Australia, one of the first countries to commit troops to the war in Iraq five years ago, has ended its combat operations there.
Australian troops are due to begin returning home in a few days in line with a promise by Prime Minister Kevin Rudd who swept to power in November.
He said the previous government had abused intelligence information to justify joining the Iraq war.
Australia's 500 troops in Iraq have helped to train 33,000 Iraqi soldiers.
In parliament on Monday, Mr Rudd said his predecessor, John Howard, had been wrong to join the war in Iraq.
"Of most concern to this government was the manner in which the decision to go to war was made: the abuse of intelligence information, a failure to disclose to the Australian people the qualified nature of that intelligence," Mr Rudd said.
He added the public had not been told of a pre-war warning that an attack on Iraq would increase, not decrease, the terrorist threat to Australia.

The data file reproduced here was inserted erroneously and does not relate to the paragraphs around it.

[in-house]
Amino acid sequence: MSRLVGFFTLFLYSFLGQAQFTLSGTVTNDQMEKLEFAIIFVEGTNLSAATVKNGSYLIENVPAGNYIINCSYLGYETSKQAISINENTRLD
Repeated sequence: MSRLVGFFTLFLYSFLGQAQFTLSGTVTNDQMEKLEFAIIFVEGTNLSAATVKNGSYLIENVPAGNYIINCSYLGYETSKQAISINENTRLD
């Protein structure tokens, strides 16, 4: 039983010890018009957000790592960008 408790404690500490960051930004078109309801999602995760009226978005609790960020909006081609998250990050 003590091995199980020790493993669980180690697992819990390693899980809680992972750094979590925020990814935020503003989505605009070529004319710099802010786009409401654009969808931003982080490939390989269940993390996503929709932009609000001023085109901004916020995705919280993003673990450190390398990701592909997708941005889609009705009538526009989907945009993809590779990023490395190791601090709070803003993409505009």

About 300 Australians will remain inside Iraq on logistical and air surveillance duties.
No Australian soldiers were killed in combat in Iraq though several were wounded.
Mr Howard has defended his decision to send in troops in 2003.
"I firmly believe it was the right thing to have done," he told the Sydney Morning Herald newspaper.
He added the cost of the war had been "very, very heavy and much greater than anybody would have liked".
Defence Minister Joel Fitzgibbon said the Australian mission had been a success.
"Our soldiers have worked tirelessly to ensure that local people in southern Iraq have the best possible chance to move on from their suffering under Saddam's regime and, as a government, we are extremely proud of their service," he said in a statement on Sunday.
He singled out the Australian contribution to the Iraqi army's Counter Insurgency Academy as a "lasting legacy".
Australian troops lower their flag in the Iraqi city of Talil
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